An Open Source Win for Global Public Health An Open Source Win for Global Public Health
The GOOD Life

An Open Source Win for Global Public Health

by Mary Slosson

June 28, 2013

On Tuesday morning, superlative medical research journal The Lancet debuted a free-to-access, creative commons global health journal designed to provide the latest research into international public health to practitioners around the globe, all free of charge.

The move to publish an easy access medical journal is a small nod to the need for more openly accessible global public health science literature. It comes in response to a growing call for medical research affecting poorer countries to be freed from paywall-protected services like Jstor, which is prohibitively expensive unless accessed through a university subscription.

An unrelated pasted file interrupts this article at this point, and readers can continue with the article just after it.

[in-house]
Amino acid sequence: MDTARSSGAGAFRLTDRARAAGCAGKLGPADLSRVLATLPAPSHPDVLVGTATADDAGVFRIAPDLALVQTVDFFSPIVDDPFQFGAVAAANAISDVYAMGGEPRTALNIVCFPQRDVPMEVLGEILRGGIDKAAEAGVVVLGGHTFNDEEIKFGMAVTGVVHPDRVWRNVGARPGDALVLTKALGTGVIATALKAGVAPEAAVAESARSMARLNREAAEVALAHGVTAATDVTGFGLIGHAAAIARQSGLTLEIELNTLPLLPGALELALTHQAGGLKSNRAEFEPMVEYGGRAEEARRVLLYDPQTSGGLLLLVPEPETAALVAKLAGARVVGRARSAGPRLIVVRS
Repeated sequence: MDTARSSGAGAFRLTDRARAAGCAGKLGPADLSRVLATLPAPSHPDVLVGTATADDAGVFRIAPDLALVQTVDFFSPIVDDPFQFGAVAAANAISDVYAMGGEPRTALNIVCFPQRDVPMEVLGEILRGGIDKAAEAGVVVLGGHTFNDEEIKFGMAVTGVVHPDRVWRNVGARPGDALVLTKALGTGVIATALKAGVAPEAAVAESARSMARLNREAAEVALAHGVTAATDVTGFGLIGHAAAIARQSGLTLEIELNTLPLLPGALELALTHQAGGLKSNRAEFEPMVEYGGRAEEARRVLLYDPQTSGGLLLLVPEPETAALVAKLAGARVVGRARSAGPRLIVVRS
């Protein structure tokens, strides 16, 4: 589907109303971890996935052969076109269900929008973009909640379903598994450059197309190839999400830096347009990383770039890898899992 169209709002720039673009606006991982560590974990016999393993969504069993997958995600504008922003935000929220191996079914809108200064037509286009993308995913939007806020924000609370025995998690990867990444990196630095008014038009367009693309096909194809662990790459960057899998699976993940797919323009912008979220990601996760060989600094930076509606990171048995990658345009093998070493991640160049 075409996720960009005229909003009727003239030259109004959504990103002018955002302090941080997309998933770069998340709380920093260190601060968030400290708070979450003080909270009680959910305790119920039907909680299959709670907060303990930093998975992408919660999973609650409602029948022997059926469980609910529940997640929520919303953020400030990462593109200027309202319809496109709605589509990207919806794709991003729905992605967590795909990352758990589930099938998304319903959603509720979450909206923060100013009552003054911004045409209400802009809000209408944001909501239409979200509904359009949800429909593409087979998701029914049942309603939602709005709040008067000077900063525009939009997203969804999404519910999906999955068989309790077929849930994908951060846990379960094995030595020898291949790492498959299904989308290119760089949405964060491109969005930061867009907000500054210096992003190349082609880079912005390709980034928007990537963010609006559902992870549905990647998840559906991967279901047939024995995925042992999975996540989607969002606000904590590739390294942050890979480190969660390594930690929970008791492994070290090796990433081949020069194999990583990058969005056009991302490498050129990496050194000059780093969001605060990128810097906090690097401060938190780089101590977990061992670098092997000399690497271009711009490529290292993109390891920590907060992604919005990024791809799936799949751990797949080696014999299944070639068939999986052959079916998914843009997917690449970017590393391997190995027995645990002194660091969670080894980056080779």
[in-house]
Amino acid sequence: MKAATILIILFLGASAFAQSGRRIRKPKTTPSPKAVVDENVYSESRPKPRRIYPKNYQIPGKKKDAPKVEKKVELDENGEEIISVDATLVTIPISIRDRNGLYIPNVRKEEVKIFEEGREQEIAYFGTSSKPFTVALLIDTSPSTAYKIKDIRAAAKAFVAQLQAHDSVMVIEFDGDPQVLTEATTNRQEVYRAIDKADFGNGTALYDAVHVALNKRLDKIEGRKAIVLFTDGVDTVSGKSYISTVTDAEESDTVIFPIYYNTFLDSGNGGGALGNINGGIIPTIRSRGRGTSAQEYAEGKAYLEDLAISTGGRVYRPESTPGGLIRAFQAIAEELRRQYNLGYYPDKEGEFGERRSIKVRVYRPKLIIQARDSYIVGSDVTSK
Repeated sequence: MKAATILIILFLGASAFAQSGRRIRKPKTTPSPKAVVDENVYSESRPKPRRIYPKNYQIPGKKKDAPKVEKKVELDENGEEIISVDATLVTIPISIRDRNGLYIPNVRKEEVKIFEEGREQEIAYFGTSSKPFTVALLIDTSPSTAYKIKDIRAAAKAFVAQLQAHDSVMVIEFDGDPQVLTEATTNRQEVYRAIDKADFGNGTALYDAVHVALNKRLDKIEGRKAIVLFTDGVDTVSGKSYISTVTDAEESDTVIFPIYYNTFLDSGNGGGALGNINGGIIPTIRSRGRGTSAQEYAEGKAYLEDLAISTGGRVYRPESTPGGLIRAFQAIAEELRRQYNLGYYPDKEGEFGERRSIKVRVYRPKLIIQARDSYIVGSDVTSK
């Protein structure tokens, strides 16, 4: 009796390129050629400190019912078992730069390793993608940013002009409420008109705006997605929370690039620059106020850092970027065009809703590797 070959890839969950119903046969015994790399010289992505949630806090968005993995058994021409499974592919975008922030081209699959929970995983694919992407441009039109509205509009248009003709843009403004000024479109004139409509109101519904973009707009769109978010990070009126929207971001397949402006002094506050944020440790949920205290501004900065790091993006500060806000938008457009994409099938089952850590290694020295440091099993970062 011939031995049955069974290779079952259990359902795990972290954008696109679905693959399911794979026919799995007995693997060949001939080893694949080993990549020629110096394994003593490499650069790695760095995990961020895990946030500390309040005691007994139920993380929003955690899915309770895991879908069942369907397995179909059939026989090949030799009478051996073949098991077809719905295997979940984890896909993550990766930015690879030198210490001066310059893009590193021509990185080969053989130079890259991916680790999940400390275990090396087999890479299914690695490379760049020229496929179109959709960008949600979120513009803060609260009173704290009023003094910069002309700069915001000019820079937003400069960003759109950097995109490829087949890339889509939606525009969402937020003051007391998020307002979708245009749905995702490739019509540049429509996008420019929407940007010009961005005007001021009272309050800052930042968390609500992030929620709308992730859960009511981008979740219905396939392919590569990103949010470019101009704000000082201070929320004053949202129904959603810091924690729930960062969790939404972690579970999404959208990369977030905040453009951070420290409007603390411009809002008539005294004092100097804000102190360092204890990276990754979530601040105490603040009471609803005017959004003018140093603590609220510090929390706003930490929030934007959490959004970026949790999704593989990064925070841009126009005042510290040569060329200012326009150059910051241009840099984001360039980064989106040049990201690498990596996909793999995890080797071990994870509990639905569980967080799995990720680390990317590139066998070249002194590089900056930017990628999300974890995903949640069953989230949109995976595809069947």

Aaron Schwartz, the deceased Internet activist, was among the most vocal voices calling for more free information, writing in his guerilla open access manifesto: “Providing scientific articles to those at elite universities in the First World, but not to children in the Global South? It’s outrageous and unacceptable.”

Opening up the spread of critical new information in the global health field will help close the digital information divide between researchers in poor and rich countries.
 
"The Lancet has long been a champion of global health research and our new online only journal follows this tradition by publishing high-quality original research, commentary, correspondence and blogs with direct relevance to practitioners and communities in low- and middle-income countries," the journal said on Tuesday.
 
The Lancet Global Health joins other journals like PLOS ONE in the open access, peer-reviewed space.
 
Creative commons photo by Terri Oda.
+
Join the discussion
Recently on GOOD
The
Daily
GOOD
Sign up to receive the best of GOOD delivered to your inbox each and every weekday
New company makes giving to charity as easy as typing a hashtag. http://t.co/EZeYJS47xz http://t.co/mp5D8qJWCP
An Open Source Win for Global Public Health